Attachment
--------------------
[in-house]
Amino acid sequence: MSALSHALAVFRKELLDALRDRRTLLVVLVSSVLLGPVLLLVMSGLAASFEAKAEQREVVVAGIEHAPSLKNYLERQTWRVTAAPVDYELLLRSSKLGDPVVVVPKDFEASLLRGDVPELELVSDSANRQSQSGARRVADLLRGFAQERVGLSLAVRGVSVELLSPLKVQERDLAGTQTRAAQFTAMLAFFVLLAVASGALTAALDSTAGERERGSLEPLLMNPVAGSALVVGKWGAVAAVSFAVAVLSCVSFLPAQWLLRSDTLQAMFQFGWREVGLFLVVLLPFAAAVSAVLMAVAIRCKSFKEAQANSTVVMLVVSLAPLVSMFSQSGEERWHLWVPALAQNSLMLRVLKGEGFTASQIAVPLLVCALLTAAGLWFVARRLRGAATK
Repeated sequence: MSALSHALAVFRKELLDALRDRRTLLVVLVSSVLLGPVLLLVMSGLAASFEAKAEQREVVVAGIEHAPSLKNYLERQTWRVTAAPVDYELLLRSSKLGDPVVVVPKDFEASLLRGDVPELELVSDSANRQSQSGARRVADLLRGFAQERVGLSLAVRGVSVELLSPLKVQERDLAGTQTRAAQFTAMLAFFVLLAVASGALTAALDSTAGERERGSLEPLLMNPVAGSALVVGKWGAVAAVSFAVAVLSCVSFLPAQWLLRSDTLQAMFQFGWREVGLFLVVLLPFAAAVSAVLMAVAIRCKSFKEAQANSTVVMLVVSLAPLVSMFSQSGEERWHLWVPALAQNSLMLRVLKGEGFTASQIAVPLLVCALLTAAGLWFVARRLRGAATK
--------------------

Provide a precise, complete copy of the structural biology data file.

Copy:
[in-house]
Amino acid sequence: MSALSHALAVFRKELLDALRDRRTLLVVLVSSVLLGPVLLLVMSGLAASFEAKAEQREVVVAGIEHAPSLKNYLERQTWRVTAAPVDYELLLRSSKLGDPVVVVPKDFEASLLRGDVPELELVSDSANRQSQSGARRVADLLRGFAQERVGLSLAVRGVSVELLSPLKVQERDLAGTQTRAAQFTAMLAFFVLLAVASGALTAALDSTAGERERGSLEPLLMNPVAGSALVVGKWGAVAAVSFAVAVLSCVSFLPAQWLLRSDTLQAMFQFGWREVGLFLVVLLPFAAAVSAVLMAVAIRCKSFKEAQANSTVVMLVVSLAPLVSMFSQSGEERWHLWVPALAQNSLMLRVLKGEGFTASQIAVPLLVCALLTAAGLWFVARRLRGAATK
Repeated sequence: MSALSHALAVFRKELLDALRDRRTLLVVLVSSVLLGPVLLLVMSGLAASFEAKAEQREVVVAGIEHAPSLKNYLERQTWRVTAAPVDYELLLRSSKLGDPVVVVPKDFEASLLRGDVPELELVSDSANRQSQSGARRVADLLRGFAQERVGLSLAVRGVSVELLSPLKVQERDLAGTQTRAAQFTAMLAFFVLLAVASGALTAALDSTAGERERGSLEPLLMNPVAGSALVVGKWGAVAAVSFAVAVLSCVSFLPAQWLLRSDTLQAMFQFGWREVGLFLVVLLPFAAAVSAVLMAVAIRCKSFKEAQANSTVVMLVVSLAPLVSMFSQSGEERWHLWVPALAQNSLMLRVLKGEGFTASQIAVPLLVCALLTAAGLWFVARRLRGAATK